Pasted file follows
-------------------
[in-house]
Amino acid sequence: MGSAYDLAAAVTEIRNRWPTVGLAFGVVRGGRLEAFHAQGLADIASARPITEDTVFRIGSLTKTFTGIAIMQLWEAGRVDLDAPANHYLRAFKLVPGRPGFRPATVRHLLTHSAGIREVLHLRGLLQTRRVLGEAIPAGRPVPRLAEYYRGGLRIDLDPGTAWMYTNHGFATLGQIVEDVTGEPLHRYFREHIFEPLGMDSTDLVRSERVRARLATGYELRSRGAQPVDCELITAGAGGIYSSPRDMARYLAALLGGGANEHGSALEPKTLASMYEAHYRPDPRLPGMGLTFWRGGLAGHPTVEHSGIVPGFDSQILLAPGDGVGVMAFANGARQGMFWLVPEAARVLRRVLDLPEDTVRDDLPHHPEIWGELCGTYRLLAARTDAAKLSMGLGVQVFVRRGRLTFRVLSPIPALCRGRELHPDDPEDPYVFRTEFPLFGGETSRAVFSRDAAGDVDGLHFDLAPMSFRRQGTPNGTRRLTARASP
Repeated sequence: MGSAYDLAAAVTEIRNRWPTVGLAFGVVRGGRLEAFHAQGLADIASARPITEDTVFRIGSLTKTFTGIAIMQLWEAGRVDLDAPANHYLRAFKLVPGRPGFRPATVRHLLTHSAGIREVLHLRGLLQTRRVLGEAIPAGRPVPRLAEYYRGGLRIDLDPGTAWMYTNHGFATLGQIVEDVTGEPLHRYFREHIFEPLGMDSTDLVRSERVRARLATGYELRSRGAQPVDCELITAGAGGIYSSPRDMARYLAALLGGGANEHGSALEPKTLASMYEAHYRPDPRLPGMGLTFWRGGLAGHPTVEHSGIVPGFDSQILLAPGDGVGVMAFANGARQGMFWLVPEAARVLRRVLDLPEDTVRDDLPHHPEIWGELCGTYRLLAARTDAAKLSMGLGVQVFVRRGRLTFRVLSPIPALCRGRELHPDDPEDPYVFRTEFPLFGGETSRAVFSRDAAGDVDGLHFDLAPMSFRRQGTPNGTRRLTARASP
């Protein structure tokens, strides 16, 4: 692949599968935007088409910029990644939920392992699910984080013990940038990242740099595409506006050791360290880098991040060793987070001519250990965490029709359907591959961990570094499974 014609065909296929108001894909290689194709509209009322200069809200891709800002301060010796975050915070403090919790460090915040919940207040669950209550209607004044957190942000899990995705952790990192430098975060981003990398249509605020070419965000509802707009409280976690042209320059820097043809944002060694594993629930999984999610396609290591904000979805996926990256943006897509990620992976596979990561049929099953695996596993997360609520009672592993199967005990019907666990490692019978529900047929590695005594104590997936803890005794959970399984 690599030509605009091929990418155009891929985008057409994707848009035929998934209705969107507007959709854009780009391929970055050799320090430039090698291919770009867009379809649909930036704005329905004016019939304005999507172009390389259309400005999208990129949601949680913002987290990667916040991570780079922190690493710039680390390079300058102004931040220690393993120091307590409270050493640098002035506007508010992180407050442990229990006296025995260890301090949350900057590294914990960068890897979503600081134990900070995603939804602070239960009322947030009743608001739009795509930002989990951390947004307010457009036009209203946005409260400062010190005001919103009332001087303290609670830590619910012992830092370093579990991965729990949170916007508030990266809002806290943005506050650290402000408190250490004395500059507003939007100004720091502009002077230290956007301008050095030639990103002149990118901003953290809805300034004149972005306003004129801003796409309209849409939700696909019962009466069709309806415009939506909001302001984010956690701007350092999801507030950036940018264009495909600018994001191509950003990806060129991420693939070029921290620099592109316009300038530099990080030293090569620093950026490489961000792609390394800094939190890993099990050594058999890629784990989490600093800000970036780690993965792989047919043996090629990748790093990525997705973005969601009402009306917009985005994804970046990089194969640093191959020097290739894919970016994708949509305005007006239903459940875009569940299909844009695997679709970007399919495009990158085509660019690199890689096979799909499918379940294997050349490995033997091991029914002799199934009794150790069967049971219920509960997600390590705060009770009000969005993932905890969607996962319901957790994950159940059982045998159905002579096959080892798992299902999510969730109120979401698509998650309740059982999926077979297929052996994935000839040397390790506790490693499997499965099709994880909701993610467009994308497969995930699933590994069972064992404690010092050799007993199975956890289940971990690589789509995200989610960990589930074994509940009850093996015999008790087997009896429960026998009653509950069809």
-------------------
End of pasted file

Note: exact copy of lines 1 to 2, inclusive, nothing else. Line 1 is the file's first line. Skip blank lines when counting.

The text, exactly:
[in-house]
Amino acid sequence: MGSAYDLAAAVTEIRNRWPTVGLAFGVVRGGRLEAFHAQGLADIASARPITEDTVFRIGSLTKTFTGIAIMQLWEAGRVDLDAPANHYLRAFKLVPGRPGFRPATVRHLLTHSAGIREVLHLRGLLQTRRVLGEAIPAGRPVPRLAEYYRGGLRIDLDPGTAWMYTNHGFATLGQIVEDVTGEPLHRYFREHIFEPLGMDSTDLVRSERVRARLATGYELRSRGAQPVDCELITAGAGGIYSSPRDMARYLAALLGGGANEHGSALEPKTLASMYEAHYRPDPRLPGMGLTFWRGGLAGHPTVEHSGIVPGFDSQILLAPGDGVGVMAFANGARQGMFWLVPEAARVLRRVLDLPEDTVRDDLPHHPEIWGELCGTYRLLAARTDAAKLSMGLGVQVFVRRGRLTFRVLSPIPALCRGRELHPDDPEDPYVFRTEFPLFGGETSRAVFSRDAAGDVDGLHFDLAPMSFRRQGTPNGTRRLTARASP